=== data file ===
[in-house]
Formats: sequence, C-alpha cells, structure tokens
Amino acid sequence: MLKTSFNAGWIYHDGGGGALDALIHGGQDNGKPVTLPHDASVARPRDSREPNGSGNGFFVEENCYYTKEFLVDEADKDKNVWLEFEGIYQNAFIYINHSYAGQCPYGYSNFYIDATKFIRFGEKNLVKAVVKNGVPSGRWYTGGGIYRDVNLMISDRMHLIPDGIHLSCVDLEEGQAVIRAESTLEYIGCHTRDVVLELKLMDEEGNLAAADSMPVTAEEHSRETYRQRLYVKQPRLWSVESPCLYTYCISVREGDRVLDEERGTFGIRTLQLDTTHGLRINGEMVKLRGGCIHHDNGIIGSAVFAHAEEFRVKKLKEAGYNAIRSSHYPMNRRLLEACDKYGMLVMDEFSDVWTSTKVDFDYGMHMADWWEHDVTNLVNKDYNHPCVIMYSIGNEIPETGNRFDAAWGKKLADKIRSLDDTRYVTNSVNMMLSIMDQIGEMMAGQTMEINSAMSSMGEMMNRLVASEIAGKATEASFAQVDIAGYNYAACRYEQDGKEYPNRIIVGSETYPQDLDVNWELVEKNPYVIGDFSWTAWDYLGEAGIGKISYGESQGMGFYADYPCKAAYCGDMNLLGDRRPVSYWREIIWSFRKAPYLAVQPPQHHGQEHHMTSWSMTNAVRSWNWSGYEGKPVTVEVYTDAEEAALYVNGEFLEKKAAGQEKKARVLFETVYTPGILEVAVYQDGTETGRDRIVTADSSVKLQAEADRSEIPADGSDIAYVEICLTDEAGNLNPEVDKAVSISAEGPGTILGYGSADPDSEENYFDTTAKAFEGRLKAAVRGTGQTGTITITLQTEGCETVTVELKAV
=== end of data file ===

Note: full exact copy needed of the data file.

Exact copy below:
[in-house]
Formats: sequence, C-alpha cells, structure tokens
Amino acid sequence: MLKTSFNAGWIYHDGGGGALDALIHGGQDNGKPVTLPHDASVARPRDSREPNGSGNGFFVEENCYYTKEFLVDEADKDKNVWLEFEGIYQNAFIYINHSYAGQCPYGYSNFYIDATKFIRFGEKNLVKAVVKNGVPSGRWYTGGGIYRDVNLMISDRMHLIPDGIHLSCVDLEEGQAVIRAESTLEYIGCHTRDVVLELKLMDEEGNLAAADSMPVTAEEHSRETYRQRLYVKQPRLWSVESPCLYTYCISVREGDRVLDEERGTFGIRTLQLDTTHGLRINGEMVKLRGGCIHHDNGIIGSAVFAHAEEFRVKKLKEAGYNAIRSSHYPMNRRLLEACDKYGMLVMDEFSDVWTSTKVDFDYGMHMADWWEHDVTNLVNKDYNHPCVIMYSIGNEIPETGNRFDAAWGKKLADKIRSLDDTRYVTNSVNMMLSIMDQIGEMMAGQTMEINSAMSSMGEMMNRLVASEIAGKATEASFAQVDIAGYNYAACRYEQDGKEYPNRIIVGSETYPQDLDVNWELVEKNPYVIGDFSWTAWDYLGEAGIGKISYGESQGMGFYADYPCKAAYCGDMNLLGDRRPVSYWREIIWSFRKAPYLAVQPPQHHGQEHHMTSWSMTNAVRSWNWSGYEGKPVTVEVYTDAEEAALYVNGEFLEKKAAGQEKKARVLFETVYTPGILEVAVYQDGTETGRDRIVTADSSVKLQAEADRSEIPADGSDIAYVEICLTDEAGNLNPEVDKAVSISAEGPGTILGYGSADPDSEENYFDTTAKAFEGRLKAAVRGTGQTGTITITLQTEGCETVTVELKAV